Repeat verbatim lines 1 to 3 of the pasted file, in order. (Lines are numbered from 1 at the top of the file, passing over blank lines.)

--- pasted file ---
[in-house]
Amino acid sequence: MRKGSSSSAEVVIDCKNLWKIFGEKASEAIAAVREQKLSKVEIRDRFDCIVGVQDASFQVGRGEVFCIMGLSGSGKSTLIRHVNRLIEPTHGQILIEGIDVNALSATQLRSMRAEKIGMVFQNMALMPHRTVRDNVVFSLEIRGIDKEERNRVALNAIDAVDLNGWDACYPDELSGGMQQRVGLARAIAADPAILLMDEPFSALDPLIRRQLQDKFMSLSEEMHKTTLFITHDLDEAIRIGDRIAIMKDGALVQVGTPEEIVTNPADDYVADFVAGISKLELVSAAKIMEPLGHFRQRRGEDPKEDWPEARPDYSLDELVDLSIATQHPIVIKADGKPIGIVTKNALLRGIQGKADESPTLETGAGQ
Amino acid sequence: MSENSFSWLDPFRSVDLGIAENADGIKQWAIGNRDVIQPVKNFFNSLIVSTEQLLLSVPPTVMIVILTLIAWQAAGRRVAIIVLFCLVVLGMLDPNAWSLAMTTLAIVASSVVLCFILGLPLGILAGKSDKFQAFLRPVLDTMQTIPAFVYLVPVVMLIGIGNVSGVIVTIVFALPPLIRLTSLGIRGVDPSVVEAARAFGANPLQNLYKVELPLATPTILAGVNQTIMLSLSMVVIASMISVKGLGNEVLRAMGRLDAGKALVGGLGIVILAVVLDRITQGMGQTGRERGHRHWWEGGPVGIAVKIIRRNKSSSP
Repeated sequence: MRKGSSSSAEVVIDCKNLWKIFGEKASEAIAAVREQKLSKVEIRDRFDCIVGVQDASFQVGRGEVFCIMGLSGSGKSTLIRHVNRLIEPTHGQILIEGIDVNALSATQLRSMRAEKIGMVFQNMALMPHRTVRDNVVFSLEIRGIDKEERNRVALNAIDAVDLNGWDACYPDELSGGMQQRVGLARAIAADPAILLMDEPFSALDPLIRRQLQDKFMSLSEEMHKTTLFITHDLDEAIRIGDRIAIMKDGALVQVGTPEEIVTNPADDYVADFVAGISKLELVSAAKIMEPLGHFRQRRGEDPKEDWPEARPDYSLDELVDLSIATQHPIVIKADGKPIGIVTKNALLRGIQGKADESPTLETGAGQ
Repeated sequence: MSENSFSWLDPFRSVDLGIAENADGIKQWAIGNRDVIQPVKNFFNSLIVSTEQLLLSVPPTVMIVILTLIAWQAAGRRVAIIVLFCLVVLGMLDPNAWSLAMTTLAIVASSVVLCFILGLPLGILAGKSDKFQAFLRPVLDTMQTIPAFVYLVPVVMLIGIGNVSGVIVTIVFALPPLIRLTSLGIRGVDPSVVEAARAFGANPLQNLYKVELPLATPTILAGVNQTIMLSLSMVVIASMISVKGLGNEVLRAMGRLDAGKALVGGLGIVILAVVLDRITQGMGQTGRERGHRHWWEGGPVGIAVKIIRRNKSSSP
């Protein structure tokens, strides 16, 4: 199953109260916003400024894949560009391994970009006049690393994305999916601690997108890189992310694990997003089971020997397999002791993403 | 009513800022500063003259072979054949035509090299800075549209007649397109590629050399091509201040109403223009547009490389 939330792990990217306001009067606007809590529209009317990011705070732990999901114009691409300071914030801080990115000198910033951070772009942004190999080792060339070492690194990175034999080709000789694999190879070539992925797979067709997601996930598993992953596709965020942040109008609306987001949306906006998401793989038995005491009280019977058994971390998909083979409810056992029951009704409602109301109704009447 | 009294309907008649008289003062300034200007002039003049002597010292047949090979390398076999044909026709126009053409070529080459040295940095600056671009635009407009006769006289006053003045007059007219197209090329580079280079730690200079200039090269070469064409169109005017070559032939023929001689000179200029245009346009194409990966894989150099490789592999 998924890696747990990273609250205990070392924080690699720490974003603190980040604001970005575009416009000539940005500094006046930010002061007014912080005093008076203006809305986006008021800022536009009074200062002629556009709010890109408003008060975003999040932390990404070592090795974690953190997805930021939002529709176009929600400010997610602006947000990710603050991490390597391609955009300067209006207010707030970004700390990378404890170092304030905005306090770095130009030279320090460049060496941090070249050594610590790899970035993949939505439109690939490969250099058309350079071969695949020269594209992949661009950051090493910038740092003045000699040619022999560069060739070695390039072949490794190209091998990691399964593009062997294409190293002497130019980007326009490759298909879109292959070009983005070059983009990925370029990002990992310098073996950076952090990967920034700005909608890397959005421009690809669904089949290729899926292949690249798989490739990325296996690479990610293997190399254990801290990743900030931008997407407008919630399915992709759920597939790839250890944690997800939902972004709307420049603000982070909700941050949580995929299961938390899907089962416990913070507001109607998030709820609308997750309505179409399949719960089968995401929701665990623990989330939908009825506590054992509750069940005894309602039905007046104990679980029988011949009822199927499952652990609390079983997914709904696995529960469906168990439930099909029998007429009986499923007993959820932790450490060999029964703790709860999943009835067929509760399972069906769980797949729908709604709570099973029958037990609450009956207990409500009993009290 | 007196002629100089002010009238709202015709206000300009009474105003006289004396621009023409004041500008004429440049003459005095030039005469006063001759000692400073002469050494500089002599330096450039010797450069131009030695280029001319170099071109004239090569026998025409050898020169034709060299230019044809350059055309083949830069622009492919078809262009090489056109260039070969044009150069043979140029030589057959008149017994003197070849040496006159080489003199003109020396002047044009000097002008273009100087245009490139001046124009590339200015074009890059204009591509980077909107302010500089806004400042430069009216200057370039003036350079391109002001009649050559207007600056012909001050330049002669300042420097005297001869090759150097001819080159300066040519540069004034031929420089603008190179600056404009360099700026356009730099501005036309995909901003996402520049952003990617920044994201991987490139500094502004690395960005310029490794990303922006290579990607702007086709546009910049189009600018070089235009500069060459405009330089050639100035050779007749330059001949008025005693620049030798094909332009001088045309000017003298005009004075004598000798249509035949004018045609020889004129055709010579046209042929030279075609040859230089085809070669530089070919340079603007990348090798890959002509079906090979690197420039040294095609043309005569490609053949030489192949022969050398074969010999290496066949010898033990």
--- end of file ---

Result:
[in-house]
Amino acid sequence: MRKGSSSSAEVVIDCKNLWKIFGEKASEAIAAVREQKLSKVEIRDRFDCIVGVQDASFQVGRGEVFCIMGLSGSGKSTLIRHVNRLIEPTHGQILIEGIDVNALSATQLRSMRAEKIGMVFQNMALMPHRTVRDNVVFSLEIRGIDKEERNRVALNAIDAVDLNGWDACYPDELSGGMQQRVGLARAIAADPAILLMDEPFSALDPLIRRQLQDKFMSLSEEMHKTTLFITHDLDEAIRIGDRIAIMKDGALVQVGTPEEIVTNPADDYVADFVAGISKLELVSAAKIMEPLGHFRQRRGEDPKEDWPEARPDYSLDELVDLSIATQHPIVIKADGKPIGIVTKNALLRGIQGKADESPTLETGAGQ
Amino acid sequence: MSENSFSWLDPFRSVDLGIAENADGIKQWAIGNRDVIQPVKNFFNSLIVSTEQLLLSVPPTVMIVILTLIAWQAAGRRVAIIVLFCLVVLGMLDPNAWSLAMTTLAIVASSVVLCFILGLPLGILAGKSDKFQAFLRPVLDTMQTIPAFVYLVPVVMLIGIGNVSGVIVTIVFALPPLIRLTSLGIRGVDPSVVEAARAFGANPLQNLYKVELPLATPTILAGVNQTIMLSLSMVVIASMISVKGLGNEVLRAMGRLDAGKALVGGLGIVILAVVLDRITQGMGQTGRERGHRHWWEGGPVGIAVKIIRRNKSSSP